This contains spoilers for episode 4 of Years and Years.
As the HBO British import Years and Years moves into the future, things only seem to get worse in terms of escalating political and family strife — concluding, in Monday night’s episode, with a gut punch. Russell Tovey’s character, Daniel, has spent much of the season trying to protect his Ukrainian refugee boyfriend Viktor (played by Maxim Baldry) from political persecution after he’s deported when Britain’s policies swing right. By episode four, Daniel has gotten Viktor to Spain, and after one attempt at smuggling him back to Britain goes wrong, they attempt to cross the English Channel in a dinghy that gets overcrowded. Viktor survives, but Daniel’s body washes up onshore, dead.
The unexpected death shocked British audiences when the episode aired in the U.K., but Tovey himself is very happy with the decision. “It’s been amazing. People did not want it to happen, and people were angry about it,” Tovey told Vulture, noting that it made viewers confront their expectation about who gets to survive in a story. “People were angry that Viktor survived, and then they had to check themselves and be like, ‘Well, why am I angry that he survived? Do I want him to survive more than Daniel? What does that say about me moralistically? That the Westerner should be alive and the asylum seeker should die?’”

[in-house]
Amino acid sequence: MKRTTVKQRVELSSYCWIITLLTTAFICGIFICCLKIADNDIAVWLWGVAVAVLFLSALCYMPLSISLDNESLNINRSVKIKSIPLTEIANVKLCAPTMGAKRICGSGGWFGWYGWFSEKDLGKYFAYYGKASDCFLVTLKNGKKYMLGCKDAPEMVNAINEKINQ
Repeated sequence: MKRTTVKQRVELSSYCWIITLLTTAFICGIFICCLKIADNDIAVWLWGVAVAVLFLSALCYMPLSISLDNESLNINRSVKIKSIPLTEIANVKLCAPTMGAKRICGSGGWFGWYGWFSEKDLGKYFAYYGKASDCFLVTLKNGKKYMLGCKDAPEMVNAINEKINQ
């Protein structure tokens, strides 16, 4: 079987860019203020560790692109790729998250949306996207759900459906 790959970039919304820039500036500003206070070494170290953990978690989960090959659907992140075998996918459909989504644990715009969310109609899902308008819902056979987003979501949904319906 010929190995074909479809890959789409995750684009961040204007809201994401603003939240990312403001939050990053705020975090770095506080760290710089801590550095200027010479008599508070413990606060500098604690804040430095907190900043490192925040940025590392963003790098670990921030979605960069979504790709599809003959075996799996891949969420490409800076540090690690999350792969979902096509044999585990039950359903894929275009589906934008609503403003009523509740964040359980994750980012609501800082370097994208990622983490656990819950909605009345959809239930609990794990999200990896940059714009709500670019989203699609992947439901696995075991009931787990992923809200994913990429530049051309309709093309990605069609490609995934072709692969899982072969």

According to Tovey, Years and Years creator Russell T. Davies had originally planned to kill Viktor and leave Daniel alive, but then changed his mind. “If I wasn’t in it I’d think it was the best idea you’ve ever had, but since I’m in it, it’s terrible idea, and you need to rewrite it,” Tovey remembered telling Davies when the writer first suggested the change. But Davies persisted, and also promised that this is a one-off miniseries, so having your character die wouldn’t matter that much anyway. “When we had the table read, I was sitting there sobbing like an absolute narcissist about my own death,” Tovey said. “I was unable to pull myself together. I was like, This is an issue I’ve got to work on.”
What struck him so deeply about Daniel’s death, in the end, was that what we see Daniel and Viktor aspiring to is so simple. “You want them to be happy, because all they want is a boring life,” Tovey said. “They don’t aspire to anything. That’s all they want. They don’t have big dreams, they just wanna be boring together. And they didn’t get it, and it’s so fucking tragic.”